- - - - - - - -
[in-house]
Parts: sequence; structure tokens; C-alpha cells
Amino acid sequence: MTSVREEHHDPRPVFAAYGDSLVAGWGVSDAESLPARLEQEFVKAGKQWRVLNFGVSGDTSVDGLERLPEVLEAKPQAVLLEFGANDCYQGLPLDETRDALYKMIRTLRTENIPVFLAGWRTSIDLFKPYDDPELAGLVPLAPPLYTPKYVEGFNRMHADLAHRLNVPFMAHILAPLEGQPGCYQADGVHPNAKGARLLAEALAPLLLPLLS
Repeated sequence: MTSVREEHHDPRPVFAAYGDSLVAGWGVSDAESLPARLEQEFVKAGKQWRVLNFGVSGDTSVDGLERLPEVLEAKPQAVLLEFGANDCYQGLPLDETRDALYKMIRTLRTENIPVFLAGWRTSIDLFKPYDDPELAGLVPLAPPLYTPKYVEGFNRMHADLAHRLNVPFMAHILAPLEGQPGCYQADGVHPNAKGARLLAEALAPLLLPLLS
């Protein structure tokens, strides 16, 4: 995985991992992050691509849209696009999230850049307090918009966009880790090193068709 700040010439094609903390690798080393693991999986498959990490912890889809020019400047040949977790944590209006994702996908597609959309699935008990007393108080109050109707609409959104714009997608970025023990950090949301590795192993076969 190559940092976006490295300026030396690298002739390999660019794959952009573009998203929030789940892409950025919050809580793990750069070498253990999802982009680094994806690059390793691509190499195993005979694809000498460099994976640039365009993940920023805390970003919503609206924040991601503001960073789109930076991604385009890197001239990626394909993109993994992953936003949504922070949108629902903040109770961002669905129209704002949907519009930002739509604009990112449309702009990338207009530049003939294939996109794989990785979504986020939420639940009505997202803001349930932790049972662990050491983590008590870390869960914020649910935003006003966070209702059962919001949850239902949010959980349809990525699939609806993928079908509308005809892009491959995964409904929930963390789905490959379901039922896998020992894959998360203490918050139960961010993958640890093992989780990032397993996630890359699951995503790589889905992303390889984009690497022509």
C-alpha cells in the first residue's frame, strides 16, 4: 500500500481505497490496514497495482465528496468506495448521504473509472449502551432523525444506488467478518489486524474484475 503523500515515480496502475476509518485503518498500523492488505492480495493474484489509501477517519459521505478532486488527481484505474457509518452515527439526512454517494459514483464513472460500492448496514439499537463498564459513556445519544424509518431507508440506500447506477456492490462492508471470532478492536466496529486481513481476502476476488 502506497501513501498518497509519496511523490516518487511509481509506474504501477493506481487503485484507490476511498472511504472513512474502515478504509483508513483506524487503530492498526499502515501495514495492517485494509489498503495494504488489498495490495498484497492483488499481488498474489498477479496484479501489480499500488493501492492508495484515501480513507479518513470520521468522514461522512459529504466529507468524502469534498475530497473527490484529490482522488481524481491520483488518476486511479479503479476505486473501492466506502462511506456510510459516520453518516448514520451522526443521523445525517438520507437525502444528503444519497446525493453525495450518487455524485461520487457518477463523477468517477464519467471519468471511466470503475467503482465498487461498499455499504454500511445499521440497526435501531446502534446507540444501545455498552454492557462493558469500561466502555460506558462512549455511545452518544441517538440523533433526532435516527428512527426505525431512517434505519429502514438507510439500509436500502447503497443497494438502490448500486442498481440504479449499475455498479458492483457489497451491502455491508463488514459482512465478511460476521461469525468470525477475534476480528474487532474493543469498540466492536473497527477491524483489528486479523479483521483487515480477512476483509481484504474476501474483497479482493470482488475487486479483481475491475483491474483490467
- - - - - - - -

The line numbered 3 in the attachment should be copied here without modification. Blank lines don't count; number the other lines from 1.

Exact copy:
Amino acid sequence: MTSVREEHHDPRPVFAAYGDSLVAGWGVSDAESLPARLEQEFVKAGKQWRVLNFGVSGDTSVDGLERLPEVLEAKPQAVLLEFGANDCYQGLPLDETRDALYKMIRTLRTENIPVFLAGWRTSIDLFKPYDDPELAGLVPLAPPLYTPKYVEGFNRMHADLAHRLNVPFMAHILAPLEGQPGCYQADGVHPNAKGARLLAEALAPLLLPLLS